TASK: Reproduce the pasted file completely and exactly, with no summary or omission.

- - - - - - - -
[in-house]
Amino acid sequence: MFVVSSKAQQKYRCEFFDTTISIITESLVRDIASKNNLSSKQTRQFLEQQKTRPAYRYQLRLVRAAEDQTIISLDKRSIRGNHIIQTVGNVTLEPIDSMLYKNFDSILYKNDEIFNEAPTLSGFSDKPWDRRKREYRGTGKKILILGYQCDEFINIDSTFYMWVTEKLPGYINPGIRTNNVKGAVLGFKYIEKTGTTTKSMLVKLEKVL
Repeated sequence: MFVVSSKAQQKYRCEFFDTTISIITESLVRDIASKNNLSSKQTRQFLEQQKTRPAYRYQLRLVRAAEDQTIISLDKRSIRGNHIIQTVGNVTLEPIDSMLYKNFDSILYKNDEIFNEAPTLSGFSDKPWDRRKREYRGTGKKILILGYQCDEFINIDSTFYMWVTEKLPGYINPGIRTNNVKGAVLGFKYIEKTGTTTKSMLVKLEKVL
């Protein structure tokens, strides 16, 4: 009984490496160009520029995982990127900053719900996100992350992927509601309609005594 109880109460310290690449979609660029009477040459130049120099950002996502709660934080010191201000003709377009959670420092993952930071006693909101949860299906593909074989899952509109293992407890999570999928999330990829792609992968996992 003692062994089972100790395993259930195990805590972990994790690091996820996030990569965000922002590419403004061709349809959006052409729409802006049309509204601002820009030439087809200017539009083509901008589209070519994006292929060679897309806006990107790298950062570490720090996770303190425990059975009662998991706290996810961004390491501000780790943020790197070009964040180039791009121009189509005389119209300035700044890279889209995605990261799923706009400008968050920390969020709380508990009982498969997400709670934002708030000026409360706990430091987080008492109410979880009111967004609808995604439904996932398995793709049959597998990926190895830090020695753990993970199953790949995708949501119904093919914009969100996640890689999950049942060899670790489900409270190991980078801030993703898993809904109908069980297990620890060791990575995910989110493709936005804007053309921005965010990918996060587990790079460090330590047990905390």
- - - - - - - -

[in-house]
Amino acid sequence: MFVVSSKAQQKYRCEFFDTTISIITESLVRDIASKNNLSSKQTRQFLEQQKTRPAYRYQLRLVRAAEDQTIISLDKRSIRGNHIIQTVGNVTLEPIDSMLYKNFDSILYKNDEIFNEAPTLSGFSDKPWDRRKREYRGTGKKILILGYQCDEFINIDSTFYMWVTEKLPGYINPGIRTNNVKGAVLGFKYIEKTGTTTKSMLVKLEKVL
Repeated sequence: MFVVSSKAQQKYRCEFFDTTISIITESLVRDIASKNNLSSKQTRQFLEQQKTRPAYRYQLRLVRAAEDQTIISLDKRSIRGNHIIQTVGNVTLEPIDSMLYKNFDSILYKNDEIFNEAPTLSGFSDKPWDRRKREYRGTGKKILILGYQCDEFINIDSTFYMWVTEKLPGYINPGIRTNNVKGAVLGFKYIEKTGTTTKSMLVKLEKVL
């Protein structure tokens, strides 16, 4: 009984490496160009520029995982990127900053719900996100992350992927509601309609005594 109880109460310290690449979609660029009477040459130049120099950002996502709660934080010191201000003709377009959670420092993952930071006693909101949860299906593909074989899952509109293992407890999570999928999330990829792609992968996992 003692062994089972100790395993259930195990805590972990994790690091996820996030990569965000922002590419403004061709349809959006052409729409802006049309509204601002820009030439087809200017539009083509901008589209070519994006292929060679897309806006990107790298950062570490720090996770303190425990059975009662998991706290996810961004390491501000780790943020790197070009964040180039791009121009189509005389119209300035700044890279889209995605990261799923706009400008968050920390969020709380508990009982498969997400709670934002708030000026409360706990430091987080008492109410979880009111967004609808995604439904996932398995793709049959597998990926190895830090020695753990993970199953790949995708949501119904093919914009969100996640890689999950049942060899670790489900409270190991980078801030993703898993809904109908069980297990620890060791990575995910989110493709936005804007053309921005965010990918996060587990790079460090330590047990905390």